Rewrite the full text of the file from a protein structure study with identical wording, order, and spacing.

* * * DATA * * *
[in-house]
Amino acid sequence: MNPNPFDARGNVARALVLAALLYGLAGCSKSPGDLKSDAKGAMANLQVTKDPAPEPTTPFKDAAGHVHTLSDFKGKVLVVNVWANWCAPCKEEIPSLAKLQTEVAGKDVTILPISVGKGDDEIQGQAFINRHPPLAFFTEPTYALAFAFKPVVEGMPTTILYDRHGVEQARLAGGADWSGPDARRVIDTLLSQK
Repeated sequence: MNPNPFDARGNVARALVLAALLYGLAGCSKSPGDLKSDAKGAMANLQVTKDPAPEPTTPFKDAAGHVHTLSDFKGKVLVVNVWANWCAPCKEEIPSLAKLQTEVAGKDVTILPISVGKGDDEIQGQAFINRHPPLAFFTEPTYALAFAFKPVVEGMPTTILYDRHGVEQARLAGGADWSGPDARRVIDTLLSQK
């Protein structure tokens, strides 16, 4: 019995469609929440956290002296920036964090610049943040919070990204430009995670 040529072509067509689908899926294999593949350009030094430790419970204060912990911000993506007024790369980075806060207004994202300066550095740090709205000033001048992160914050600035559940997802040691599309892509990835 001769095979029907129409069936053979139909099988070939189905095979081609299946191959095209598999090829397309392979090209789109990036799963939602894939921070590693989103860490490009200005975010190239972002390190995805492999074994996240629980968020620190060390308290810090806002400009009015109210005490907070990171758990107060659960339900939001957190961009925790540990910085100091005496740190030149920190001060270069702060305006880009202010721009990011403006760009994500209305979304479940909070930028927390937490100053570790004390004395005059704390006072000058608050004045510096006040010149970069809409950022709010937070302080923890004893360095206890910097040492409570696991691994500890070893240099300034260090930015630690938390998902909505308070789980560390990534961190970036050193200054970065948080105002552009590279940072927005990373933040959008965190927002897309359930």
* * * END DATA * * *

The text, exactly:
[in-house]
Amino acid sequence: MNPNPFDARGNVARALVLAALLYGLAGCSKSPGDLKSDAKGAMANLQVTKDPAPEPTTPFKDAAGHVHTLSDFKGKVLVVNVWANWCAPCKEEIPSLAKLQTEVAGKDVTILPISVGKGDDEIQGQAFINRHPPLAFFTEPTYALAFAFKPVVEGMPTTILYDRHGVEQARLAGGADWSGPDARRVIDTLLSQK
Repeated sequence: MNPNPFDARGNVARALVLAALLYGLAGCSKSPGDLKSDAKGAMANLQVTKDPAPEPTTPFKDAAGHVHTLSDFKGKVLVVNVWANWCAPCKEEIPSLAKLQTEVAGKDVTILPISVGKGDDEIQGQAFINRHPPLAFFTEPTYALAFAFKPVVEGMPTTILYDRHGVEQARLAGGADWSGPDARRVIDTLLSQK
């Protein structure tokens, strides 16, 4: 019995469609929440956290002296920036964090610049943040919070990204430009995670 040529072509067509689908899926294999593949350009030094430790419970204060912990911000993506007024790369980075806060207004994202300066550095740090709205000033001048992160914050600035559940997802040691599309892509990835 001769095979029907129409069936053979139909099988070939189905095979081609299946191959095209598999090829397309392979090209789109990036799963939602894939921070590693989103860490490009200005975010190239972002390190995805492999074994996240629980968020620190060390308290810090806002400009009015109210005490907070990171758990107060659960339900939001957190961009925790540990910085100091005496740190030149920190001060270069702060305006880009202010721009990011403006760009994500209305979304479940909070930028927390937490100053570790004390004395005059704390006072000058608050004045510096006040010149970069809409950022709010937070302080923890004893360095206890910097040492409570696991691994500890070893240099300034260090930015630690938390998902909505308070789980560390990534961190970036050193200054970065948080105002552009590279940072927005990373933040959008965190927002897309359930």